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Meet Brant County's farm family of 2019

So, what would Opa think?
 
“Well, we were always pretty proud of Opa,” Lukas Hilgendag says of his grandfather, the late Willi Hilgendag, who, with wife Rosemarie, brought the family to Canada from Germany to build a new life in the 1970s. “I think he’d be pretty proud of us.”
 
The Hilgendags have been named the 2019 Brant County Federation of Agriculture Farm Family of the Year.
 
Lukas Hilgendag, a graduate of the University of Guelph, is the junior manager at Bow Park Farm and represents the third generation of the family enterprise.
 
He says his grandfather was dedicated to farming.
 
“You know, he really loved his cattle. First thing in the morning, he’d check up on them and it was also that last thing he did before bed.”
 
The family has been been farming the historical Bow Park Farm for more than 40 years. It is now operated by Willy and Petra Hilgendag and Willy’s sister, Elke Hilgendag, and her husband, Gerry Klunder.
 
The siblings have six children between them: Conrad, Lukas, Isabel and Julia Hilgendag and Willem and Simon Klunder.
 
Willy Hilgendag says his parents operated a successful farm in Germany.
 
“But this was in the 1970s, at the height of the Cold War, and they were worried about the future,” he says of the decision to emigrate to Canada.
 
The family purchased the Bow Park Farm, which over the years, has featured a cornucopia of fruits and vegetable crops, including cucumber, tomato, strawberries, pear and cherry orchards. As well, it was involved in shorthorn cattle breading, a Jersey milking herd and produced Bow Park Cream Cheese more than 100 years ago.
 
Now, the farm is used to grow 2,000 acres of corn, soybeans and wheat.
 
A past-president of the Ontario Seed Growers, Willy Hilgendag is intimately involved in multiplying soybean and wheat varieties, most of which come from the plant breeding department at the University of Guelph.
 
“Over the years, we have supplied a lot of certified seed from our processing plant for Ontario farmers and for farmers in the Europe and the United States,” he says.  “As seed growers, we are constantly working on preserving the seed purity and distributing these innovative, disease resistance and hardy varieties to progressive farmers.
 
“We also clean and ship soybeans with high protein to food processors in Canada and Asia.”
 
Products from the Bow Park Farm can be found in soy milk and tofu.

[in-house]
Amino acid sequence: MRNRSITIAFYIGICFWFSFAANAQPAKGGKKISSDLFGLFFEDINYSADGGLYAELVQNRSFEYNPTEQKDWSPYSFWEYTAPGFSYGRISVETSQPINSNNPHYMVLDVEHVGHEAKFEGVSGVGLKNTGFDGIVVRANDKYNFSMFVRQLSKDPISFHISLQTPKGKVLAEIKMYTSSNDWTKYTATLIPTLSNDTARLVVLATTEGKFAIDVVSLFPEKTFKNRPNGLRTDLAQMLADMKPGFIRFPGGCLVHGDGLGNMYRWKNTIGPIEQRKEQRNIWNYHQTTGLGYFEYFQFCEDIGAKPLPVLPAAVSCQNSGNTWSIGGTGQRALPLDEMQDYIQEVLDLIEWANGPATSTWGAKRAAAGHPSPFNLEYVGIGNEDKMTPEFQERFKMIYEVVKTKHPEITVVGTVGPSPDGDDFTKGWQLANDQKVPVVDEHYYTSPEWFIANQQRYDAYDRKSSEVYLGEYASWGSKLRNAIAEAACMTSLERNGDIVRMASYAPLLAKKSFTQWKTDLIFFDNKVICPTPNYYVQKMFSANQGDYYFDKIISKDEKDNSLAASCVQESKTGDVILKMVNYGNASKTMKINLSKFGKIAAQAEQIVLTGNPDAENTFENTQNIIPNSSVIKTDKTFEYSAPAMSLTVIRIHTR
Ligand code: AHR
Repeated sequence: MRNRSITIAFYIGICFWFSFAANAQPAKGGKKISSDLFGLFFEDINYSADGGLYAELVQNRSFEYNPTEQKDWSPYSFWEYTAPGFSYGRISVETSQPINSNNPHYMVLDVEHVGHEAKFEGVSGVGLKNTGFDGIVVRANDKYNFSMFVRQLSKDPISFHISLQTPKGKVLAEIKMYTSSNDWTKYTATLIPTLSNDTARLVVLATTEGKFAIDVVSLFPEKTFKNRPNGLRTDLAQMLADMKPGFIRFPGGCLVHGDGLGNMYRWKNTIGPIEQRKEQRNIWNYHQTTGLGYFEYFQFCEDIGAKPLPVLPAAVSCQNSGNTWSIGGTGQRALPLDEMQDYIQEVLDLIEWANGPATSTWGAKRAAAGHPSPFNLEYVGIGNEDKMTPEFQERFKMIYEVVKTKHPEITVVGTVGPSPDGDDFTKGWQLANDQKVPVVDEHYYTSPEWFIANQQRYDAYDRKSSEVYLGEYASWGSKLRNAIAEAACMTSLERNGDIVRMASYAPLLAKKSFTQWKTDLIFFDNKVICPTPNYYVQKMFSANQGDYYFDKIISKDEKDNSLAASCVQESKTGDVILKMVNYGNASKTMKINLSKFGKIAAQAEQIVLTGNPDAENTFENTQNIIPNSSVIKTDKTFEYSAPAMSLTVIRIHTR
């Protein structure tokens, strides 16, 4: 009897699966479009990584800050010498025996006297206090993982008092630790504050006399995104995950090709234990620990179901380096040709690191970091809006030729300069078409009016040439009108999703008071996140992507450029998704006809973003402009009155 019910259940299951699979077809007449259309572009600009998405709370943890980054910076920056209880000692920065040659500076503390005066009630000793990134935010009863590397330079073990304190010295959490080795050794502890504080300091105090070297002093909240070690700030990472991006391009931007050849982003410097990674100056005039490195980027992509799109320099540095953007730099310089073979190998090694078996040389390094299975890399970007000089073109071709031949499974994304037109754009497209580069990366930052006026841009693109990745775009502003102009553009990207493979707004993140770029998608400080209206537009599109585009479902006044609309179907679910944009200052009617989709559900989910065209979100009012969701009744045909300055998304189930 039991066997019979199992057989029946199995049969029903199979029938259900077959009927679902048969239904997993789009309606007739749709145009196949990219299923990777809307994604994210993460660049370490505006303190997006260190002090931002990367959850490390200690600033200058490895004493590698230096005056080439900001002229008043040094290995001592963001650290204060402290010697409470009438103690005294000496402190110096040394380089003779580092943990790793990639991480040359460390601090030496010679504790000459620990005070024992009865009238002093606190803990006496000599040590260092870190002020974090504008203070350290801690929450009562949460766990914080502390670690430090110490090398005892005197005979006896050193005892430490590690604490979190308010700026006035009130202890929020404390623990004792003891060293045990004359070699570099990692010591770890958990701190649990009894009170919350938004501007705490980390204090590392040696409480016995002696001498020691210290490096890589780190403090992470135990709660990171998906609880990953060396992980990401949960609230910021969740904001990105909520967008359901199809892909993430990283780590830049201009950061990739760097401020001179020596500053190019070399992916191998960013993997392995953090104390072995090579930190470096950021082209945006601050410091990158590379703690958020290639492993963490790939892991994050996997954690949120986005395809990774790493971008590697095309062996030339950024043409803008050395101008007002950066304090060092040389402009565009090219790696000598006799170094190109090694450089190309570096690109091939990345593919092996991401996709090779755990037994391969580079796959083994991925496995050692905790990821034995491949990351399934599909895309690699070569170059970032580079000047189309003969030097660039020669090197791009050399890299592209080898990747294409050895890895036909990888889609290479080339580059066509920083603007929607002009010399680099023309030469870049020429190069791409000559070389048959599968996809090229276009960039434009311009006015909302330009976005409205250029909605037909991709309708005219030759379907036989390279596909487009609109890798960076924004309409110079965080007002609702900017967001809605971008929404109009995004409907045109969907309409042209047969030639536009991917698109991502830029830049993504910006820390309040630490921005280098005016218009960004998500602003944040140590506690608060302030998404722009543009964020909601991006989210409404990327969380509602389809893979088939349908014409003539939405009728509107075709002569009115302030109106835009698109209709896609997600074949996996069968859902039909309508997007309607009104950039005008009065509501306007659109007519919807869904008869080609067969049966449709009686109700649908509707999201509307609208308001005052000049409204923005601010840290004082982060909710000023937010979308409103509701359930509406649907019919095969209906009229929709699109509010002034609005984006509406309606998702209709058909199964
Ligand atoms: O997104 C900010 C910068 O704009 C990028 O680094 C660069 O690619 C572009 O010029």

“Years ago, our late father Willi exhibited his grain in the local area and won 12 world champion trophies at the Royal Winter Agricultural Fair in Toronto,” Willy Hilgendag notes. “We’re all so proud of him.”
 
Although Elke and Gerry are professionals who work off the farm, they dedicate their free time to raising the pure-bred limousin cattle that they inherited. Sons Willem and Simon help care for the animals. Simon is in high school, while Willem will be starting an agricultural heavy mechanic program at Fanshawe College this year.
 
Meanwhile, Julia is finishing her final year of the agricultural program at the University of Guelph, Ridgetown College, while Isabel is completing her masters of science in biology degree at the University of Waterloo. Conrad is a University of Guelph graduate and is working as a property manager in Europe.
 
Willy Hilgendag is also a past president of the Brant agriculture federation, serves on the Brant Historical Society board and is the treasurer at Faith Evangelical Lutheran Church in Brantford.
 
“It is the farming traditions and values of hard work and co-operation with family, friends and neighbours, which give us daily satisfaction and inspiration to be the best we can,” he says. “We care for the land and sustainability for future generations
 
“With our church youth and their congregations of area Lutheran churches we planted 2,000 trees on environmentally sensitive areas along the Grand River a couple of years ago.”
 
In addition, he has taken steps to honour the history of Bow Park Farm, which was started in 1844 by George Brown, a leading architect of Confederation and the founder of the Toronto Globe, now the Globe and Mail.
 
He started a private agricultural museum two years ago to display 150 years Ontario farming history and hopes to have a grand opening in June.
 
The Hilgendags were nominated for the federation award by the Edgar family, Harold and Mary-Ellen, John and Ken. They described the Hilgendags as dependable, energetic, helpful and generous.
 
“A few years ago our wheat crop became diseased with fusarium (a fungus) and none of the local elevators would accept it off the field,” Harold Edgar said. “I contacted Willy (Hilgendag) and eventually he found a market for our crop.
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